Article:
Yet another fake ransom request
Yet another example of mass-mailing camouflaged as a not-so-clever ransom request. Also in this case, the spammer hopes to convince a few easily fooled people to part with their hard-earned cash.
As always in these cases, the spammer has no "compromising" information about you, is not going to do anything against you after the deadline expires, and the whole thing is just a simple extortion attempt. If you don't pay, absolutely nothing will happen to you.
In this case, it is a little unusual that the text was sent in plain. Many spammers are a little more knowledgable and send their e-mails as attached images, in order to circumvent the spam filters of mail servers. In fact, the X-Spam-Score header (below) shows that this e-mail was automatically identified as a very likely spam. The text of the e-mail, including the headers because they contain information of potential technical interest (some of it redacted to hide my own information):
One thing we can note is that spambog.com is most likely hosted and/or registered by anexia-it.net, an Internet provider located in Austria, Germany and the United States. The mail server/relay at spambog.com is strongly suspected to be used for various types of fraud. Also, the 184.108.40.206 IP address used to send this e-mail through the illegal e-mail relay at spambog.com belongs to Algerian IT provider Topnet, which does not publish an abuse-report address (apparently they prefer to let the scammers among their customers free to do whatever they want).
A report on the spambog.com domain generated by www.ipqualityscore.com is shown below. It is interesting to learn that this domain has been in use for 17 years, during which the ISP hosting this e-mail server has probably received thousands of complaints. This also shows the priorities of this ISP when faced with the choice between a good reputation vs. customers' money. Most large e-mail services like Gmail have long since banned this domain and its ISP. I reported the above e-mail to Anexia, but I don't expect a reply (I will update this page if I do, but I am not holding my breath), let alone any action by Anexia against this mail server apparently designed to support criminal activities.
I configured my firewall to drop any future network traffic from the IPv4 address block 220.127.116.11 - 18.104.22.168 into a tame black hole, and my e-mail client to delete any incoming mail containing "spambog" in any header, and I expect this is the last I will hear from them until they will start using a different ISP.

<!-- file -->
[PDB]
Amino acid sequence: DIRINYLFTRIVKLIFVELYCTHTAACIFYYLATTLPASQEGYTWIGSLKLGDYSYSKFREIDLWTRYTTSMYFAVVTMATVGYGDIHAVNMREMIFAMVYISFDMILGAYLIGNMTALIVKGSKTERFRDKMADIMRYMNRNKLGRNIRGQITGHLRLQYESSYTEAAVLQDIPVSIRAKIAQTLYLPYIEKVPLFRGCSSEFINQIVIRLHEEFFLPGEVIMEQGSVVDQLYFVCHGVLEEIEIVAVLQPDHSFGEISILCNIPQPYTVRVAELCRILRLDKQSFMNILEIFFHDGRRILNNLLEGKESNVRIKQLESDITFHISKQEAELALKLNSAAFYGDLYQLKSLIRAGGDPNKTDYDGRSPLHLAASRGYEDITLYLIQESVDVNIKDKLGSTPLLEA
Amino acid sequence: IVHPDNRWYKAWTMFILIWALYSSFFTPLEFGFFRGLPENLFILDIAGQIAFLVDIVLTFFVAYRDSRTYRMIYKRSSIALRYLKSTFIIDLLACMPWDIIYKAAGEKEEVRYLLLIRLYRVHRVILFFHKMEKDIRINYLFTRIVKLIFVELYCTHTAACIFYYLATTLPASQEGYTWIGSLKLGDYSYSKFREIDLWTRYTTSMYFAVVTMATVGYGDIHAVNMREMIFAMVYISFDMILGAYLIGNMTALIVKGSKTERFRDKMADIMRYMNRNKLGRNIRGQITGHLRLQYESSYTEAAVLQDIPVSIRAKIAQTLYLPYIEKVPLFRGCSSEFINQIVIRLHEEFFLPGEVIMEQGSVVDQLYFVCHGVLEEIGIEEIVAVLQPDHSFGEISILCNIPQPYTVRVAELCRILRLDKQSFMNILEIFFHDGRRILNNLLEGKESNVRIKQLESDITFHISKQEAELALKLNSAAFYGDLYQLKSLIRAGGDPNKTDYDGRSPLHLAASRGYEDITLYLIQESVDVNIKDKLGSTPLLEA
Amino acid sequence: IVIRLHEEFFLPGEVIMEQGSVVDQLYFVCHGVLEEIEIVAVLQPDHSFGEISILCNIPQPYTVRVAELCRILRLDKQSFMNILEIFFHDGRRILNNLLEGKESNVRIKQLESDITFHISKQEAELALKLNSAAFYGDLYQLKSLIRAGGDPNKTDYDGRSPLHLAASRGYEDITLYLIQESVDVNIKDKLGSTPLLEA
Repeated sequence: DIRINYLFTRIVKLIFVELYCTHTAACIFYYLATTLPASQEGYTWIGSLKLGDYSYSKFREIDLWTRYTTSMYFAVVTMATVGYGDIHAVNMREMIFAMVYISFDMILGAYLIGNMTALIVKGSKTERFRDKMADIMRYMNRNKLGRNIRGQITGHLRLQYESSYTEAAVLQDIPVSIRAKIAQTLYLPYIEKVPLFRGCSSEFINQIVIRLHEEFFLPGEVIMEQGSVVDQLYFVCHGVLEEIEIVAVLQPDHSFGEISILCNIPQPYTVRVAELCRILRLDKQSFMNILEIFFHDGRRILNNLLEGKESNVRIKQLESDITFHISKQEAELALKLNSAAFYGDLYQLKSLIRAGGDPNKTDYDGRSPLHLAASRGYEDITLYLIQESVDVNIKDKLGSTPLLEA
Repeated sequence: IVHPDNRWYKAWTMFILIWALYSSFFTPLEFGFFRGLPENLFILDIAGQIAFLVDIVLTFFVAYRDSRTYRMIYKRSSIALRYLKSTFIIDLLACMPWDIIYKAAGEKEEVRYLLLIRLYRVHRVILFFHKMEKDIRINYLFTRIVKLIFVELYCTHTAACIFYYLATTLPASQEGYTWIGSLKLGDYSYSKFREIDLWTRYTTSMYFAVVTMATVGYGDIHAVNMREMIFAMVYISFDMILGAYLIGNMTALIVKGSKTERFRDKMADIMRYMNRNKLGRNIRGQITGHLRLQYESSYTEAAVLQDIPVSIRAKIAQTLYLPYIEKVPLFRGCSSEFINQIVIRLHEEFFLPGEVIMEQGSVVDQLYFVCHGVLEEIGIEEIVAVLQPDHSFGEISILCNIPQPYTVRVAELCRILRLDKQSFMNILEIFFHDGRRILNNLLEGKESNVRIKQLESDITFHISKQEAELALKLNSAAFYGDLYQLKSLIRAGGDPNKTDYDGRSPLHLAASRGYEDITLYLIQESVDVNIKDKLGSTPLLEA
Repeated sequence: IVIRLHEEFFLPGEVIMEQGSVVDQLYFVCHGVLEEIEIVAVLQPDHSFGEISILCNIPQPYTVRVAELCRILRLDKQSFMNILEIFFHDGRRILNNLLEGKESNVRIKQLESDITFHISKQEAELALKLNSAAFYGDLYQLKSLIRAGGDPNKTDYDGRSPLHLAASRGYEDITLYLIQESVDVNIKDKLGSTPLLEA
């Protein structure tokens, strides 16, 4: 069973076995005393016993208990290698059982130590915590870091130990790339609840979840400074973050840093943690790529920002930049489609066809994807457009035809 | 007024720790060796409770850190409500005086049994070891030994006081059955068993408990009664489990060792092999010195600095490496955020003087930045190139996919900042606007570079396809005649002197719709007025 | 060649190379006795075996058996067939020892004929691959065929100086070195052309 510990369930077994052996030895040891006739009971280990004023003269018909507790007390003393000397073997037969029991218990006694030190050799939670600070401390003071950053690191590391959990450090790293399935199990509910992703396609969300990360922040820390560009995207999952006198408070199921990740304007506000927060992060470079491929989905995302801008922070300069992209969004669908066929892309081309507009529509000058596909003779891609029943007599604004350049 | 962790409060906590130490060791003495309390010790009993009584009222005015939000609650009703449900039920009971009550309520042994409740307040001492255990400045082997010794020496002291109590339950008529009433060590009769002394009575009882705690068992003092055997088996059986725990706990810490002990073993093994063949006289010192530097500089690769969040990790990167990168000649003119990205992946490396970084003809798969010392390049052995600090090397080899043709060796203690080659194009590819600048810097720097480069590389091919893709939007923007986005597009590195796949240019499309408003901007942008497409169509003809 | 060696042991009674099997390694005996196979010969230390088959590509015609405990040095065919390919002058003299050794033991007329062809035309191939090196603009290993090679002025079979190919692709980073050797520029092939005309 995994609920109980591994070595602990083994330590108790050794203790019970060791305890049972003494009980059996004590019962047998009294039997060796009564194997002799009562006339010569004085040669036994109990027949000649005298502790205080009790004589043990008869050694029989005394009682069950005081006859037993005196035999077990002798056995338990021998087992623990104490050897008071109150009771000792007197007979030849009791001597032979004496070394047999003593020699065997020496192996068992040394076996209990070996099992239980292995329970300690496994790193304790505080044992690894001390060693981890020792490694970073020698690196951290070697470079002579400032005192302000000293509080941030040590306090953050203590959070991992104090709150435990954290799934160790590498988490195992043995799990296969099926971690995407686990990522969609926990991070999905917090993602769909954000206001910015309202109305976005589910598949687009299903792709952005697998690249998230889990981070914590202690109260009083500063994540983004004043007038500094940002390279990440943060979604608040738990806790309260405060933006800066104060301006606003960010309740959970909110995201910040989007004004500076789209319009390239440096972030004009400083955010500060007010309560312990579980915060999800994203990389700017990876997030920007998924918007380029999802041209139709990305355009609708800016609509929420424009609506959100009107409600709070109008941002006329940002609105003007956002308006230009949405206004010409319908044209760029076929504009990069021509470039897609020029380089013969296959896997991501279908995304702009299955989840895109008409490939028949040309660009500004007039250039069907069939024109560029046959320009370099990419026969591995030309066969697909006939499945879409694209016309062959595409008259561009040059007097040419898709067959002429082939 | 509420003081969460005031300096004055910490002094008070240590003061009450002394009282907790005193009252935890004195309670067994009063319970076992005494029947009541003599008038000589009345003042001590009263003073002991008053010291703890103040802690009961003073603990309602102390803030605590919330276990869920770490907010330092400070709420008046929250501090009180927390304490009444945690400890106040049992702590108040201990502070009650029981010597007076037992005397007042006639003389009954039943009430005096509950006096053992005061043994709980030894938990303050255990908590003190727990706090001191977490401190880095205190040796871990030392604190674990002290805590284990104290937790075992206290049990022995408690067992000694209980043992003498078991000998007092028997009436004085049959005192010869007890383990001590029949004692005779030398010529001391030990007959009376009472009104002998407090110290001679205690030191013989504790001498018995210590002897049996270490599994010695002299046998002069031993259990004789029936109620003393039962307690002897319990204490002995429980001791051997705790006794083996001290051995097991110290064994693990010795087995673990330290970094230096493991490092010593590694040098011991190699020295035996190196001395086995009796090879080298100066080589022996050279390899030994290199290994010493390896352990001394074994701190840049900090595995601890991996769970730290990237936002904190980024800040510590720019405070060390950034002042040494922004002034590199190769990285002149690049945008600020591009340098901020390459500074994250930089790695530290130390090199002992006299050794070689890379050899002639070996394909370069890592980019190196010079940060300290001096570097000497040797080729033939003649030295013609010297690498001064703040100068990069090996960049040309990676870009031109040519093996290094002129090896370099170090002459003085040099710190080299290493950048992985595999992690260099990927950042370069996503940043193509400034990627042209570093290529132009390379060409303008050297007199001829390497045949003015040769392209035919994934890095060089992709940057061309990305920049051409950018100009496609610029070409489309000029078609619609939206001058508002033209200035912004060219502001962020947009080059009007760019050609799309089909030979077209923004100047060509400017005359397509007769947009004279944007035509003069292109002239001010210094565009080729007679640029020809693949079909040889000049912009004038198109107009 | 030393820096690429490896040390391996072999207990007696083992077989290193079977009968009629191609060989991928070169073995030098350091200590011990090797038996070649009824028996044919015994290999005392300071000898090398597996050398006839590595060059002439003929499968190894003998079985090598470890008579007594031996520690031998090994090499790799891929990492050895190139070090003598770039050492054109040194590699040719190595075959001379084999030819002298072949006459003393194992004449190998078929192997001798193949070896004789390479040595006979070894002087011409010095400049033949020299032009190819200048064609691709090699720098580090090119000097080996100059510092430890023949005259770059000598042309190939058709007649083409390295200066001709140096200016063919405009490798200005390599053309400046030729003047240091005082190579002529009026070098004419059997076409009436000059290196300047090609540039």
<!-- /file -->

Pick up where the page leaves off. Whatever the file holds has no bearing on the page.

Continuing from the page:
Aside from the fact that watching pornography on the Internet is not a crime in any country, and that many millions of people do it every day, you need not be afraid of anything this would-be scammer could do to you, for the simple reason that he knows nothing at all and can do nothing at all. He has not planted spyware on your computer, he has no clue what you do or don't do on the Internet, and he has no access to your contact lists, or e-mail accounts, or social media accounts. The only thing he has is a list of e-mail addresses, to which he is sending this type of mass-mailing in the hope that two or three people will believe his threats and send him their money.
One thing we can do, on the other hand, is keep an eye on the scammer's Bitcoin account, now that he has generously provided this information to us. At this link you can see all incoming and outgoing payments done with this account. At the time of writing, the account has already received the requested ransom from one fool, who has (unnecessarily) voluntarily given away 1,252.76 USD from his savings by using his newly created Bitcoin wallet n. bc1q932hj7zyy374pmdy0avcvxpzcv4ekgrd2jhu8c. You can track the transaction, for example, at this link, and in this way see any other transactions recently carried out with the same wallet, the account number at the other end of each transaction, and so on, and so forth.
Although Bitcoin wallets are anonymous, in a general sense and to the general public, authorities can indeed seize the contents of a wallet by issuing the required warrants to the company holding the top-level keys of the blockchain. Therefore, the contents of a wallet are in no way out of the reach of authorities, and any attempt to convert Bitcoin into cash through bank services is of course far from anonymous.
By checking this link now and then, you can see how many fools have fallen for this scam. You can then trace back the transaction to the original Bitcoin wallet and see all other transactions carried out from the same account. Let's look above the shoulder of anyone who pays a ransom, because this is the only thing one should really be ashamed of.
Don't become yet another fool. Never pay a ransom.